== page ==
Get to Know Larry Margolis


By Teresa Killeen
Washtenaw County Bar Association

Lawrence (Larry) Margolis is the owner and managing partner of a litigation law firm in downtown Ann Arbor. Prior to starting his own firm, he was a partner in Smith, White, Sharma & Halpern, a general litigation law firm in Atlanta, where he clerked while at Emory Law. After law school, he was hired as an associate at the firm, and soon rose to be a partner. As lead or co-counsel in dozens of civil and criminal trials, he soon focused his practice in the areas of criminal defense, personal injury, and immigration-related deportation or criminal cases.

After practicing law in Atlanta for 12 years, Margolis moved his family back to Ann Arbor in 2007. He obtained degrees from Miami (Ohio) University (BA, 1990 Political Science) and Emory University (JD, 1995).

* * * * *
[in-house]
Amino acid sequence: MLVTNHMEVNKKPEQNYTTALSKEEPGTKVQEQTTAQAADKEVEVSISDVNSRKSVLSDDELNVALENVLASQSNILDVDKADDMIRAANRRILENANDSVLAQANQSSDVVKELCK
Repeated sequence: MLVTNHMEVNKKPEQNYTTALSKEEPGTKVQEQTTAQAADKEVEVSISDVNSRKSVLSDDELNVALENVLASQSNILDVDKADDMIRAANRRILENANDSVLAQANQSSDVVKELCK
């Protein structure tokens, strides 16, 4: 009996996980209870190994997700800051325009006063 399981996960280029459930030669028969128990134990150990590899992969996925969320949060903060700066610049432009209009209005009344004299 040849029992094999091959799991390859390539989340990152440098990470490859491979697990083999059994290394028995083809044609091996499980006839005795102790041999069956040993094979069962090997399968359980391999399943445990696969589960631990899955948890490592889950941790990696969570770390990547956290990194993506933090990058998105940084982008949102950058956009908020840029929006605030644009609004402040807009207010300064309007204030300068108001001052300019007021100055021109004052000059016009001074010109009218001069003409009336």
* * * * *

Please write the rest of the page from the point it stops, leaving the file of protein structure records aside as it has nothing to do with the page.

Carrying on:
Did you always know you wanted to be an attorney? I am only half joking when I tell people that growing up as a Jewish kid in Ann Arbor, I only had two career choices: doctor or lawyer. I once volunteered at U-M hospitals, but working with health issues all day was not my cup of tea. I simply couldn’t be a doctor (like my dad).

My most formative memory that I attribute to my career choice was when I went to court in Detroit with my dad. I was probably 9 or 10 years old, and my dad was testifying as an expert witness in a criminal case. My dad was first sitting at a table in the courtroom talking to these seemingly important people (the defense lawyers/prosecutors). I remember one of the lawyers had a gun on his belt, in a small holster, in the courtroom! I was so impressed and even scared a bit. My dad was called up to answer questions and speak to the jury. I had never seen him in that role, so deferential. Here was the man I respected most, working for and showing great respect to this group of professionals, the lawyers primarily. It had an impact on me for sure.
Also, I am a social worker at heart. Being an attorney was a way for me to combine that philosophy with my desire to be a member of a distinguished profession.